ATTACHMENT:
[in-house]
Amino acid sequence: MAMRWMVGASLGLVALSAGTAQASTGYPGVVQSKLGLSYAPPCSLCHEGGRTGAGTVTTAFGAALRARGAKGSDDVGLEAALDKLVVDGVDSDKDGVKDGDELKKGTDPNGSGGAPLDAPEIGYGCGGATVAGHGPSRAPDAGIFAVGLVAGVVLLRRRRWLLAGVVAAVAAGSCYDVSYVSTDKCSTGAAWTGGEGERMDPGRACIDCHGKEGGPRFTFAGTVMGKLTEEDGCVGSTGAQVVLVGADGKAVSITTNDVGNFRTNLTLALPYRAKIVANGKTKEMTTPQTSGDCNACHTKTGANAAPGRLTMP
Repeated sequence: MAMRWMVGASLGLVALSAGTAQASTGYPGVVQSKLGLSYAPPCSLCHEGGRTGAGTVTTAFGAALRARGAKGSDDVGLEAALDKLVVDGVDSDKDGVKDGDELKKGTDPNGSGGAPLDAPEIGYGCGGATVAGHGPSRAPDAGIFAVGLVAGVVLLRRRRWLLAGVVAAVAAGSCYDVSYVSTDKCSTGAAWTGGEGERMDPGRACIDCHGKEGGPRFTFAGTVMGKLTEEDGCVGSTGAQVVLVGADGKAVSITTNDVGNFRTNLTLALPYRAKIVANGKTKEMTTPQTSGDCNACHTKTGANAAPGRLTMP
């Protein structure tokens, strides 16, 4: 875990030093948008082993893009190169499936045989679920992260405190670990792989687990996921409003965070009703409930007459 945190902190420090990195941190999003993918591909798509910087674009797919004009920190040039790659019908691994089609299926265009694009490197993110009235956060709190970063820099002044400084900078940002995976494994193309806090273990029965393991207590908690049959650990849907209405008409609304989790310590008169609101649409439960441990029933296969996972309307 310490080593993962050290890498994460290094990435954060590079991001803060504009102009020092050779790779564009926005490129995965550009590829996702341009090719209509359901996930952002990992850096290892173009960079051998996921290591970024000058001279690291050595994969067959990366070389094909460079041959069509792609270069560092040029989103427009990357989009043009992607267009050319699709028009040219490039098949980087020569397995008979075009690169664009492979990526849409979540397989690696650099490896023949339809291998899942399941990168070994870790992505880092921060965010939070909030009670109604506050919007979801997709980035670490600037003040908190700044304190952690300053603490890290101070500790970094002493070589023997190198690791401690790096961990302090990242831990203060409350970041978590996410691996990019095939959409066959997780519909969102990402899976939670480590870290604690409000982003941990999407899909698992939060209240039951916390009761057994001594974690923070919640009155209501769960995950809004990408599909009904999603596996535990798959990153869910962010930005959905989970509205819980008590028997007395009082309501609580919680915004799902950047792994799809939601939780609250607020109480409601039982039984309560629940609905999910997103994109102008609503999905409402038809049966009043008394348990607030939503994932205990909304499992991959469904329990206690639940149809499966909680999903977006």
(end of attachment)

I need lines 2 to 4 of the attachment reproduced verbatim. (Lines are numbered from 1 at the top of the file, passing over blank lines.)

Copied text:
Amino acid sequence: MAMRWMVGASLGLVALSAGTAQASTGYPGVVQSKLGLSYAPPCSLCHEGGRTGAGTVTTAFGAALRARGAKGSDDVGLEAALDKLVVDGVDSDKDGVKDGDELKKGTDPNGSGGAPLDAPEIGYGCGGATVAGHGPSRAPDAGIFAVGLVAGVVLLRRRRWLLAGVVAAVAAGSCYDVSYVSTDKCSTGAAWTGGEGERMDPGRACIDCHGKEGGPRFTFAGTVMGKLTEEDGCVGSTGAQVVLVGADGKAVSITTNDVGNFRTNLTLALPYRAKIVANGKTKEMTTPQTSGDCNACHTKTGANAAPGRLTMP
Repeated sequence: MAMRWMVGASLGLVALSAGTAQASTGYPGVVQSKLGLSYAPPCSLCHEGGRTGAGTVTTAFGAALRARGAKGSDDVGLEAALDKLVVDGVDSDKDGVKDGDELKKGTDPNGSGGAPLDAPEIGYGCGGATVAGHGPSRAPDAGIFAVGLVAGVVLLRRRRWLLAGVVAAVAAGSCYDVSYVSTDKCSTGAAWTGGEGERMDPGRACIDCHGKEGGPRFTFAGTVMGKLTEEDGCVGSTGAQVVLVGADGKAVSITTNDVGNFRTNLTLALPYRAKIVANGKTKEMTTPQTSGDCNACHTKTGANAAPGRLTMP
């Protein structure tokens, strides 16, 4: 875990030093948008082993893009190169499936045989679920992260405190670990792989687990996921409003965070009703409930007459 945190902190420090990195941190999003993918591909798509910087674009797919004009920190040039790659019908691994089609299926265009694009490197993110009235956060709190970063820099002044400084900078940002995976494994193309806090273990029965393991207590908690049959650990849907209405008409609304989790310590008169609101649409439960441990029933296969996972309307 310490080593993962050290890498994460290094990435954060590079991001803060504009102009020092050779790779564009926005490129995965550009590829996702341009090719209509359901996930952002990992850096290892173009960079051998996921290591970024000058001279690291050595994969067959990366070389094909460079041959069509792609270069560092040029989103427009990357989009043009992607267009050319699709028009040219490039098949980087020569397995008979075009690169664009492979990526849409979540397989690696650099490896023949339809291998899942399941990168070994870790992505880092921060965010939070909030009670109604506050919007979801997709980035670490600037003040908190700044304190952690300053603490890290101070500790970094002493070589023997190198690791401690790096961990302090990242831990203060409350970041978590996410691996990019095939959409066959997780519909969102990402899976939670480590870290604690409000982003941990999407899909698992939060209240039951916390009761057994001594974690923070919640009155209501769960995950809004990408599909009904999603596996535990798959990153869910962010930005959905989970509205819980008590028997007395009082309501609580919680915004799902950047792994799809939601939780609250607020109480409601039982039984309560629940609905999910997103994109102008609503999905409402038809049966009043008394348990607030939503994932205990909304499992991959469904329990206690639940149809499966909680999903977006």